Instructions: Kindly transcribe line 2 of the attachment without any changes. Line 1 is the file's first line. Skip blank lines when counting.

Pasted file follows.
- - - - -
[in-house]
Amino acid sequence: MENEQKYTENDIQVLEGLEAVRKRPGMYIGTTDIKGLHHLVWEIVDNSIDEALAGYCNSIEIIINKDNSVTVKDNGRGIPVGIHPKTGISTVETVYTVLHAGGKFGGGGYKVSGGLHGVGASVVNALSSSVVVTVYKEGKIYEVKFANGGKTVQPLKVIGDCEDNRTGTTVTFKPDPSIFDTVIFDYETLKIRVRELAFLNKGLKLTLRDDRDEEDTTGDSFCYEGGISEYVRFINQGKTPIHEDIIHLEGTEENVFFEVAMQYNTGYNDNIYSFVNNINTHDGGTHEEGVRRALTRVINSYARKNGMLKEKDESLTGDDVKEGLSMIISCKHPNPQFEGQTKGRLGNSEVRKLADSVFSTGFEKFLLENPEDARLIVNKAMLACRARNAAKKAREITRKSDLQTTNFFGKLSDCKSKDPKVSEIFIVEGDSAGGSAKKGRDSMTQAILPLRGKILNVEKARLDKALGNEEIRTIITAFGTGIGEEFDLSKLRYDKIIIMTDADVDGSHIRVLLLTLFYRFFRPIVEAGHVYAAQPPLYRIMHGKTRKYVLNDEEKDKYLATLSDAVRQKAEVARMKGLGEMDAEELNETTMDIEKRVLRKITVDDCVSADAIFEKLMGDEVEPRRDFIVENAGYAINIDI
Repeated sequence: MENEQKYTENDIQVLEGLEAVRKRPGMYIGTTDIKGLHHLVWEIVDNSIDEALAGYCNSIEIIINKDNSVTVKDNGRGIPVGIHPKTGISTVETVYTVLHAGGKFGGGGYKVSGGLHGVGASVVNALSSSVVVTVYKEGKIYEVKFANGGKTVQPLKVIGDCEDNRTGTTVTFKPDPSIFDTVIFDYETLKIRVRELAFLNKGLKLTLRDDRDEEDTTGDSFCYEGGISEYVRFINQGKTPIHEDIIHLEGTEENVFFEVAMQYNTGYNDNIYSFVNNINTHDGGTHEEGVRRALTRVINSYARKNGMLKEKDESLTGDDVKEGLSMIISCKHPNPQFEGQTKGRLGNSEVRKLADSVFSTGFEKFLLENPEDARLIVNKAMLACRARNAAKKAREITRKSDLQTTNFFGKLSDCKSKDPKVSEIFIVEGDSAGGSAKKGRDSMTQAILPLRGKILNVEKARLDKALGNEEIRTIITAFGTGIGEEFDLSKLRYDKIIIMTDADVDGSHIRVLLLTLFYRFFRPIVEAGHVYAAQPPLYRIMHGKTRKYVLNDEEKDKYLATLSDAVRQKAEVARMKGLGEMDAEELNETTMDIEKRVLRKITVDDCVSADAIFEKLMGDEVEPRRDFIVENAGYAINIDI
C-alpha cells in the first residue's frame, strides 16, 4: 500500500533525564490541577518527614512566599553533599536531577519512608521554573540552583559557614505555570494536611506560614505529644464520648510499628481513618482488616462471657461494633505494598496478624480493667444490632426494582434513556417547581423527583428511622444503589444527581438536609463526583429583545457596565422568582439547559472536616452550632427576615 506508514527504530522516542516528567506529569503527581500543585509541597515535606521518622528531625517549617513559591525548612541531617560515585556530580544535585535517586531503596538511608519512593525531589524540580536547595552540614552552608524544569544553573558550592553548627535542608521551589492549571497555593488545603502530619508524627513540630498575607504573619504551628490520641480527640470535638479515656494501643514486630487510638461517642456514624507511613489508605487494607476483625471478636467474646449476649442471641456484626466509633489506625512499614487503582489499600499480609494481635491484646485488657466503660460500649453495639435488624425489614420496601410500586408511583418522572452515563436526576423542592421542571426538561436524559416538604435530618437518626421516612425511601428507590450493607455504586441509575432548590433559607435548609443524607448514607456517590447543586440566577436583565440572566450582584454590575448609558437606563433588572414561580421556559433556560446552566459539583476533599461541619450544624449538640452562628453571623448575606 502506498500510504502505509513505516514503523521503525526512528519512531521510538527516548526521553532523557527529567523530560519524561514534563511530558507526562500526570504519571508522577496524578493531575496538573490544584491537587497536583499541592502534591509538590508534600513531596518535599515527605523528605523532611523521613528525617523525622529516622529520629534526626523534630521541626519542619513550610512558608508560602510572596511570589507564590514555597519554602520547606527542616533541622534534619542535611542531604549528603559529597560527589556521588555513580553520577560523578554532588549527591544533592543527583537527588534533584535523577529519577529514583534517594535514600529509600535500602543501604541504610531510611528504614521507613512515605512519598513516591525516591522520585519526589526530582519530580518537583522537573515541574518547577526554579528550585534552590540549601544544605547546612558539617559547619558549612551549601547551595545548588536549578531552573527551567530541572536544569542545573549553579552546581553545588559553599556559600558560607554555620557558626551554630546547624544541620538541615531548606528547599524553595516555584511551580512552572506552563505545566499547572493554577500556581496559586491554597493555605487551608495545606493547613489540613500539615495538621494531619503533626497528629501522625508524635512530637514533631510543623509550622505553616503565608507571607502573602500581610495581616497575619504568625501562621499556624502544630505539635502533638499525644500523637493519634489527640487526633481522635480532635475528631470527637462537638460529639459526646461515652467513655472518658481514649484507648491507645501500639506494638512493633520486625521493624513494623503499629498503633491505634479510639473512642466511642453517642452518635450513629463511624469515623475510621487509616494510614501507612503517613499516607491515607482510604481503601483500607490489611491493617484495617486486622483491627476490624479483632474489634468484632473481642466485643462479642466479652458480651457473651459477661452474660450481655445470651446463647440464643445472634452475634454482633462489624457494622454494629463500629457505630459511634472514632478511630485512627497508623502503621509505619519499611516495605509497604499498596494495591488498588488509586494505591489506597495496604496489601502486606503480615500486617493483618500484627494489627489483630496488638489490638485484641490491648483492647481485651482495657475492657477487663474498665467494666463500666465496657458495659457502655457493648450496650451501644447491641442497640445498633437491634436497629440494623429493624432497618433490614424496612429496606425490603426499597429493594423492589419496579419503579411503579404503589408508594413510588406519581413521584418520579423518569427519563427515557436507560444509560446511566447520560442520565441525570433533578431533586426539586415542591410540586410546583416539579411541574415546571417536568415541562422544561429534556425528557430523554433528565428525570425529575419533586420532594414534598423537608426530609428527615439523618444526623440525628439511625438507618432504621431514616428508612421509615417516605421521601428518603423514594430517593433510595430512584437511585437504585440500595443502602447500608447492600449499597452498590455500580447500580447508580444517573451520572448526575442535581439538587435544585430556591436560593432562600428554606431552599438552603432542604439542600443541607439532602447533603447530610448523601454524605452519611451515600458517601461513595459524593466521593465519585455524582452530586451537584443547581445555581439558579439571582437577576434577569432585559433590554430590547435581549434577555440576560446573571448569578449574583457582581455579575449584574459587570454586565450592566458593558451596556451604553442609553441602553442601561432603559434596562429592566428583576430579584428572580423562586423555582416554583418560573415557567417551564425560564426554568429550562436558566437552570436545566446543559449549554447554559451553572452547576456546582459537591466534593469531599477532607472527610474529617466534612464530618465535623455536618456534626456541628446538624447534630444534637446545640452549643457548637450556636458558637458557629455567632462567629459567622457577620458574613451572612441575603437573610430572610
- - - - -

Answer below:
Amino acid sequence: MENEQKYTENDIQVLEGLEAVRKRPGMYIGTTDIKGLHHLVWEIVDNSIDEALAGYCNSIEIIINKDNSVTVKDNGRGIPVGIHPKTGISTVETVYTVLHAGGKFGGGGYKVSGGLHGVGASVVNALSSSVVVTVYKEGKIYEVKFANGGKTVQPLKVIGDCEDNRTGTTVTFKPDPSIFDTVIFDYETLKIRVRELAFLNKGLKLTLRDDRDEEDTTGDSFCYEGGISEYVRFINQGKTPIHEDIIHLEGTEENVFFEVAMQYNTGYNDNIYSFVNNINTHDGGTHEEGVRRALTRVINSYARKNGMLKEKDESLTGDDVKEGLSMIISCKHPNPQFEGQTKGRLGNSEVRKLADSVFSTGFEKFLLENPEDARLIVNKAMLACRARNAAKKAREITRKSDLQTTNFFGKLSDCKSKDPKVSEIFIVEGDSAGGSAKKGRDSMTQAILPLRGKILNVEKARLDKALGNEEIRTIITAFGTGIGEEFDLSKLRYDKIIIMTDADVDGSHIRVLLLTLFYRFFRPIVEAGHVYAAQPPLYRIMHGKTRKYVLNDEEKDKYLATLSDAVRQKAEVARMKGLGEMDAEELNETTMDIEKRVLRKITVDDCVSADAIFEKLMGDEVEPRRDFIVENAGYAINIDI